'Bad feedback from pupils knocks you sideways'

Here one teacher shares a method for turning the negative comments from your students into a positive

One teacher explains how to turn negative pupil comments about your teaching into a positive

What keeps me awake at night? Negative feedback from my class.

No matter how much of an experienced or wonderful teacher you are, a piece of negative feedback can come out of nowhere and knock you sideways.

I was teaching a lesson on an exhausting afternoon at the tail-end of the past academic year when a 17-year-old pupil told me that my lesson was rubbish and that they didn’t learn anything. As much as I didn’t want to admit it, it left me doubting my ability to teach.

I felt undermined in front of the class and was worried that it would open the floodgates for future criticism from pupils. I felt unappreciated, especially at a time when I was putting in countless hours planning and marking beyond the working hours to help pupils complete their courses.   

With the pressure on teachers bigger than ever to conduct high-quality lessons all-year-round, being labelled negatively is not an option, in light of ongoing learning walks and lesson observations.

'Embarrassed and humiliated'

I was utterly embarrassed and humiliated. In pausing to look at the floor, I willed it to open up and swallow me whole. Internally, I was fuming, but, of course, I calmly responded with: “Let’s speak after the lesson.” Eventually, in private, I received an apology for the outburst.

Reminiscing about the negative comments can keep any teacher awake at night.

You ponder over what made the pupil express these negative comments in the first place. Was it sheer frustration displayed as a defence mechanism at not being able to cope with a task, perhaps pitched too high? Was the pupil having doubts about their own ability to complete the work? Was it pressure from the teacher to meet a target grade? You’ve got three options:

Give up teaching. Maybe it’s no longer for you.

Adopt the broad-shoulders approach. Accept that it’s “normal” behaviour by a “challenging” child.

Or reflect, take the bull by the horns and try and do something about it.

For the sake of this blog, let’s say the third option wins. It’s hard to do, but we should always take negative feedback on board, no matter how rudely it’s delivered. We should take the time to listen to our pupils and decide on a plan of action.  

The consequences of neglecting this type of reflective practice are twofold. Firstly, it can hamper the progress of your pupil, which, of course, can come back to bite you when it comes to data collection. Equally, it can have a detrimental impact on your own personal development. Taking these consequences into account, we run the risk of falling to a standard where low expectations fester.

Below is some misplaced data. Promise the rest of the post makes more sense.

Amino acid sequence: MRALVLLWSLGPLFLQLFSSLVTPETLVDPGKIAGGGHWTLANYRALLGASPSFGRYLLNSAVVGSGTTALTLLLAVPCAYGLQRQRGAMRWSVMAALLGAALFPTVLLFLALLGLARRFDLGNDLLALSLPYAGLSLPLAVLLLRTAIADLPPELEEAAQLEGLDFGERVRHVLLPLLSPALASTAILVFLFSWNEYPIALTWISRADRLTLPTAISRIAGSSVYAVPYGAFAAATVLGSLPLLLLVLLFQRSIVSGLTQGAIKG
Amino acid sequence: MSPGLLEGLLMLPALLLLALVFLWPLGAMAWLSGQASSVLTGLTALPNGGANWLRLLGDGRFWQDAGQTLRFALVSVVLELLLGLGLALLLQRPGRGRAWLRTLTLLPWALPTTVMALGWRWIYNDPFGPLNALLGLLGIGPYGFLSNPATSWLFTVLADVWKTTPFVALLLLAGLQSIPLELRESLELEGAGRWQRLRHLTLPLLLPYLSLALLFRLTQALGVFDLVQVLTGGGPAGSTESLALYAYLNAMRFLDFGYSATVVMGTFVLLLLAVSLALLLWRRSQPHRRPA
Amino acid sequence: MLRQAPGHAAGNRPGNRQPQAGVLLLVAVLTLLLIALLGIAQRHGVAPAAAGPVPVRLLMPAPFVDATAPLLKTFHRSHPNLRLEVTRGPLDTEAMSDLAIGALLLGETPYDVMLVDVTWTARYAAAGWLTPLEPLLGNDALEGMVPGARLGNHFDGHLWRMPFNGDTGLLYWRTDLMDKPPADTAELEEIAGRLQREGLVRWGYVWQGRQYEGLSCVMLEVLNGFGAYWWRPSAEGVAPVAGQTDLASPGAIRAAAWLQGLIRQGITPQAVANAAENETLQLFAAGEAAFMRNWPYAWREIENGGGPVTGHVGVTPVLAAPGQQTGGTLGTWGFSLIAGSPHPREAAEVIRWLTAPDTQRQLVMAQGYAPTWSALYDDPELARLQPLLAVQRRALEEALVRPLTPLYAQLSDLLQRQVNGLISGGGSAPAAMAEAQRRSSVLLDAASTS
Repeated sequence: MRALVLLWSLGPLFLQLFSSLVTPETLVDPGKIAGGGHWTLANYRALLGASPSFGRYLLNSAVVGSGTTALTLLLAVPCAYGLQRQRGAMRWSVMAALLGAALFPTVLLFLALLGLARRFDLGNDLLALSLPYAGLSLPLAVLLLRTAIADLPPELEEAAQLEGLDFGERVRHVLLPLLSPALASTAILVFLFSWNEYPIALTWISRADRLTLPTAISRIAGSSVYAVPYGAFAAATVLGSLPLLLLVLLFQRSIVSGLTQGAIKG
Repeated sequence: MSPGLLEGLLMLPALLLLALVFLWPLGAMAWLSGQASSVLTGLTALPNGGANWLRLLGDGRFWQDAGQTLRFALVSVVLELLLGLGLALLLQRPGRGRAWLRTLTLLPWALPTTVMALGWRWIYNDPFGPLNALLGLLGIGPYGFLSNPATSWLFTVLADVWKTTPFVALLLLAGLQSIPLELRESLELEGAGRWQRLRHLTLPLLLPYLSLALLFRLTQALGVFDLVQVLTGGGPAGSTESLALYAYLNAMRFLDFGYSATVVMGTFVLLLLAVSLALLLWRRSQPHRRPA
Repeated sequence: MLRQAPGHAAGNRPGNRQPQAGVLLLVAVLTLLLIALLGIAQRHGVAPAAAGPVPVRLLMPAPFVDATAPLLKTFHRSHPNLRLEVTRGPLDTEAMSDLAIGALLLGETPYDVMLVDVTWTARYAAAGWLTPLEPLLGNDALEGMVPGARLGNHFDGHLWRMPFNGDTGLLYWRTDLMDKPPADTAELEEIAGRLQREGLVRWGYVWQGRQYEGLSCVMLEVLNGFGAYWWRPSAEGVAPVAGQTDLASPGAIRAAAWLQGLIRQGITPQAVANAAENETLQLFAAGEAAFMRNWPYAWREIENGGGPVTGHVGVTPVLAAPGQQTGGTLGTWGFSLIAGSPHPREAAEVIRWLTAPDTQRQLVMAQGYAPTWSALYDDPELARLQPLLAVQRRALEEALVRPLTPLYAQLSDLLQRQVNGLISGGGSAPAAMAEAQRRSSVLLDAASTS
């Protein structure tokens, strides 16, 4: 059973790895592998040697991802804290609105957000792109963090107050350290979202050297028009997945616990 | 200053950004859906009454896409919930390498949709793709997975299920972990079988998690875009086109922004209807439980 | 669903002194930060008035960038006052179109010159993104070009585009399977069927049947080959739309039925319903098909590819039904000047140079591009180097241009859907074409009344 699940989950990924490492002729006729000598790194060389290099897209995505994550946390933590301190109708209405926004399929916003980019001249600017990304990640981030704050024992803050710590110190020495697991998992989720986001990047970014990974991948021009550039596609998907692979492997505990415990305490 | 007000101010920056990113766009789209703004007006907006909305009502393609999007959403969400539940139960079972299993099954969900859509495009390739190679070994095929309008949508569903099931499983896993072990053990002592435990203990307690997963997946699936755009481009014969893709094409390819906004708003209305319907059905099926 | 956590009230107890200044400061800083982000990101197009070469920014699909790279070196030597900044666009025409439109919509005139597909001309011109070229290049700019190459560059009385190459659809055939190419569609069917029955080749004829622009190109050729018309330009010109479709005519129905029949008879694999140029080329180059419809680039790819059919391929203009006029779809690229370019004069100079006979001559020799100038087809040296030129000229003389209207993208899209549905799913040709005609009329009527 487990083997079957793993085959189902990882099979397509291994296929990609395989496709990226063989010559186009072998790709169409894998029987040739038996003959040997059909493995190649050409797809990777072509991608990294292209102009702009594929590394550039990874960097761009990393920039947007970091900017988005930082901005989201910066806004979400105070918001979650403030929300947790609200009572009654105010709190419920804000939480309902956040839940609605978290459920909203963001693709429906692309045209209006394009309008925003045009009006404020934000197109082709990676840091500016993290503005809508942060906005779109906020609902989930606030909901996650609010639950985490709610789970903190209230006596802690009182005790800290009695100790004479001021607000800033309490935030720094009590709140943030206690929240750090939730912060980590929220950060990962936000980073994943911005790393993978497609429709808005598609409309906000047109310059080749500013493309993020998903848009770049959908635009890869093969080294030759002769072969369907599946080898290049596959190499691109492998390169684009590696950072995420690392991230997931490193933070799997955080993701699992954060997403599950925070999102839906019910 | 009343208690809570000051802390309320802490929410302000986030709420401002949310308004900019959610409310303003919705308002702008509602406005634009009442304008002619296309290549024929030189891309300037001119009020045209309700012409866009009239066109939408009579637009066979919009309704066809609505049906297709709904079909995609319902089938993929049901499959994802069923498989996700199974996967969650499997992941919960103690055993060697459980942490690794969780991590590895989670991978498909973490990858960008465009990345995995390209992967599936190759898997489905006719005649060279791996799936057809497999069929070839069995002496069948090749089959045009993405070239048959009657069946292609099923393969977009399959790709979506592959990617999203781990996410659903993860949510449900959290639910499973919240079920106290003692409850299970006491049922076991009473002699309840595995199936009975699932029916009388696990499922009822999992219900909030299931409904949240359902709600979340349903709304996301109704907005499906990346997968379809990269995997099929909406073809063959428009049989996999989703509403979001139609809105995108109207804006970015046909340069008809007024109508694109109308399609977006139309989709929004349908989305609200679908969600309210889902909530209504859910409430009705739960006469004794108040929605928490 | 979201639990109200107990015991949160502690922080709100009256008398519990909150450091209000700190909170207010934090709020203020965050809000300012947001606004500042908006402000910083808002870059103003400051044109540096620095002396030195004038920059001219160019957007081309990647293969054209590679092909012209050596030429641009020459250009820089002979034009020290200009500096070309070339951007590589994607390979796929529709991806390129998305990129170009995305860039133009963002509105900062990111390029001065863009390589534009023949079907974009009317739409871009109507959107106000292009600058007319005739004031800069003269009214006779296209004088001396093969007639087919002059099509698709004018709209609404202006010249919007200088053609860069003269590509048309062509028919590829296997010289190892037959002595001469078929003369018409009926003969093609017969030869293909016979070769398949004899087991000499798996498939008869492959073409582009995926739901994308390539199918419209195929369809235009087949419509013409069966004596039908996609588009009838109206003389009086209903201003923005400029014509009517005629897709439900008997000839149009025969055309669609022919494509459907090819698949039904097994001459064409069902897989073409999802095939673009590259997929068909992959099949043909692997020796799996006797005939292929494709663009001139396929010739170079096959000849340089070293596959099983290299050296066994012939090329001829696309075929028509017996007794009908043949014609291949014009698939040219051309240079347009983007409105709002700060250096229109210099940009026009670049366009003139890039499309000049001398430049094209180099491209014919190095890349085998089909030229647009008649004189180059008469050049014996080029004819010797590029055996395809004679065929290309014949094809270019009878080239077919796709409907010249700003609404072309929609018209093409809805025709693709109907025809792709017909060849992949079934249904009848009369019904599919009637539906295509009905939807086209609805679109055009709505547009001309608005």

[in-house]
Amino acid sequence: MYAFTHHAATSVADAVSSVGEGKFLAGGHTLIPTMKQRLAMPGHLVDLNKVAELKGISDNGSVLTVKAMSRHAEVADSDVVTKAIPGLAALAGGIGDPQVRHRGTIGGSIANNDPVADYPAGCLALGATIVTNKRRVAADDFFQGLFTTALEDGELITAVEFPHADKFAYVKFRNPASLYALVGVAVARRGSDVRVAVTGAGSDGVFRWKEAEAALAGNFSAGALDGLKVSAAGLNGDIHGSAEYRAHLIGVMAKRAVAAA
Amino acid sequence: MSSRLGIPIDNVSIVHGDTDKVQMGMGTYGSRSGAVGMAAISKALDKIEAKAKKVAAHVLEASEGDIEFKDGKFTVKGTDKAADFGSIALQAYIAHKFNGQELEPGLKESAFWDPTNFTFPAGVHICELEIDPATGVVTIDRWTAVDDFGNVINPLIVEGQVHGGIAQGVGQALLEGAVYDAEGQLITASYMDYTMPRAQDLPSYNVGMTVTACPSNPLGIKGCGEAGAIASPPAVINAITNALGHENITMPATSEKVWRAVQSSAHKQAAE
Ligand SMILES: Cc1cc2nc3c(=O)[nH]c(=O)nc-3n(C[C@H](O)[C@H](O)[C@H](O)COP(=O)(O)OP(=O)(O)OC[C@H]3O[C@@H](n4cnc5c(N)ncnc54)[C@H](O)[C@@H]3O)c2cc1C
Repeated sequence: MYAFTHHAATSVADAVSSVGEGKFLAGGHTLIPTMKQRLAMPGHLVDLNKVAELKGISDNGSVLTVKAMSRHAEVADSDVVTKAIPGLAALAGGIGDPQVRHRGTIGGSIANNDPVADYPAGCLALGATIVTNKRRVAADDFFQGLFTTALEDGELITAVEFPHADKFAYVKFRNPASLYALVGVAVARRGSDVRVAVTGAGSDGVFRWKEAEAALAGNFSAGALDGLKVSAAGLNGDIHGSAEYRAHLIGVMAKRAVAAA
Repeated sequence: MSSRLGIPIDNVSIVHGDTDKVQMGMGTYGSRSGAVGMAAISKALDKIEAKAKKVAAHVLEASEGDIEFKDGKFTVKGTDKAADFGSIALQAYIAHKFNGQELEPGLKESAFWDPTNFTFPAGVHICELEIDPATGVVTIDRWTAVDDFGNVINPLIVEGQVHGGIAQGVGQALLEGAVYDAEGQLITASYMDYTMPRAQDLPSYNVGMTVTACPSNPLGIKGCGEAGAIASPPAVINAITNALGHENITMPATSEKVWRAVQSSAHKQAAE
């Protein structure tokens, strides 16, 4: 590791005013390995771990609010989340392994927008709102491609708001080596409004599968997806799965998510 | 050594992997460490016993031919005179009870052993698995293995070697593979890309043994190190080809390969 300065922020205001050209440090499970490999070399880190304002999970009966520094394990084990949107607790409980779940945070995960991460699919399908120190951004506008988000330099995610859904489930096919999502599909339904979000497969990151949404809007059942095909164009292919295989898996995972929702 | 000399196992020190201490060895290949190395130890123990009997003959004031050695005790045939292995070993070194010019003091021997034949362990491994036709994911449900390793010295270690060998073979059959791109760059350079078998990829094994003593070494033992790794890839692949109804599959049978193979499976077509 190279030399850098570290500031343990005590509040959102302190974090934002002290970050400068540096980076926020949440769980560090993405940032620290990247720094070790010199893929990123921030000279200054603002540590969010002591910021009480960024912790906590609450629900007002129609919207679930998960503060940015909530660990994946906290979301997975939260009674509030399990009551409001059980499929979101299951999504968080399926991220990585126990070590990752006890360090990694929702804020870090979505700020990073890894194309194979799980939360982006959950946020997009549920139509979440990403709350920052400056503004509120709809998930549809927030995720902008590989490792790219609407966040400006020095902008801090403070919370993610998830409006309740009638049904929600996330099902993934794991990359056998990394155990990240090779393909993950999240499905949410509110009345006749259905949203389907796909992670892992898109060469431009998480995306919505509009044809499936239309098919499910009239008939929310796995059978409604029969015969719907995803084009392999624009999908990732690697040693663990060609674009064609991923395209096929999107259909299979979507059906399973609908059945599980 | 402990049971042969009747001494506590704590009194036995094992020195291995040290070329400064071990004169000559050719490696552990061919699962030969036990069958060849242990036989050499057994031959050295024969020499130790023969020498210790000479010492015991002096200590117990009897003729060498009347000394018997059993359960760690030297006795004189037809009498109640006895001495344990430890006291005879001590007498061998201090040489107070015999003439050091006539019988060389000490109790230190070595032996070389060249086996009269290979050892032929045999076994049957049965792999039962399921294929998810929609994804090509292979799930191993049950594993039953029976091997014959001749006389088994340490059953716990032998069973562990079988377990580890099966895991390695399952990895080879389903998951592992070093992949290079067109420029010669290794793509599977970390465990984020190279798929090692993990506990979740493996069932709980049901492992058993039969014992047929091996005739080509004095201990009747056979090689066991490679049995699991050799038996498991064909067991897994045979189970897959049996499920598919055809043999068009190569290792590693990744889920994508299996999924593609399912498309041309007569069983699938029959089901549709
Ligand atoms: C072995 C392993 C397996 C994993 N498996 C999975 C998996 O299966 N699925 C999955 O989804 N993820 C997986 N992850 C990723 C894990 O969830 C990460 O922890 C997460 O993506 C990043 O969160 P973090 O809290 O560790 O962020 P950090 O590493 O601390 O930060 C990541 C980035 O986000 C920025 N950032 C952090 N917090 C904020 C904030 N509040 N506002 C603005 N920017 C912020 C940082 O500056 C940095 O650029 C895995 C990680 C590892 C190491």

Reflect on your teaching

To accelerate inspirational teaching, we must refine our practice by factoring in reflective practice to enhance our craft. The power of applying reflection, particularly after stressful incidents, can ensure that any inadvertent habits are curtailed. Avoiding any repeats of negative comments can be challenging but it must be the ongoing teaching target to show the ability to recover from pupils’ criticism and maintain the stability of our mental health.

I’ve developed my own reflective system for doing so:

  • Reflect on the lesson occurrence;
  • Reflect on achievement in the lesson;
  • Reflect on targets for future teaching;
  • Enforce these targets by a specific date.
     

Recording reflections in this manner enabled me to contextualise my finding. I planned real-life changes to implement, retrospectively. Here’s how it worked in practice:

Lesson occurrence: I reflected on the pupils’ comments that were made. How would I deal with the pupil in the following lesson? Would there be further comments of reprisal from the pupil?

Achievement: I was convinced that the majority of pupils had made good progress against the lesson objectives.

Targets: I delegated a leadership role to a more vocally confident pupil in the group. Indirectly, this provided a developmental outlet, minimising low-level disruption. Vital employment skills, such as communication and cooperation, were utilised, to mention a few.

Enforce: I was able to enforce the targets mentioned in the following lesson, to minimise a repeat of the pupils’ outburst in future lessons. Teaching, learning and assessment: these form the crux of productive teaching environments.

Recollecting the pupils’ outburst kept me awake that night. Neglecting to deal with disruptive pupils’ outbursts in quick time-frames can be catastrophic for whole-class progress and behaviour management.

I now sleep more comfortably, knowing that I have positive solutions to unleash. Pupils prefer teachers who show resilience, bouncing back from lesson "fails", using this as the impetus to build upon existing positive outcomes with renewed vigour.

Fabian Darku is a lecturer in Hertfordshire

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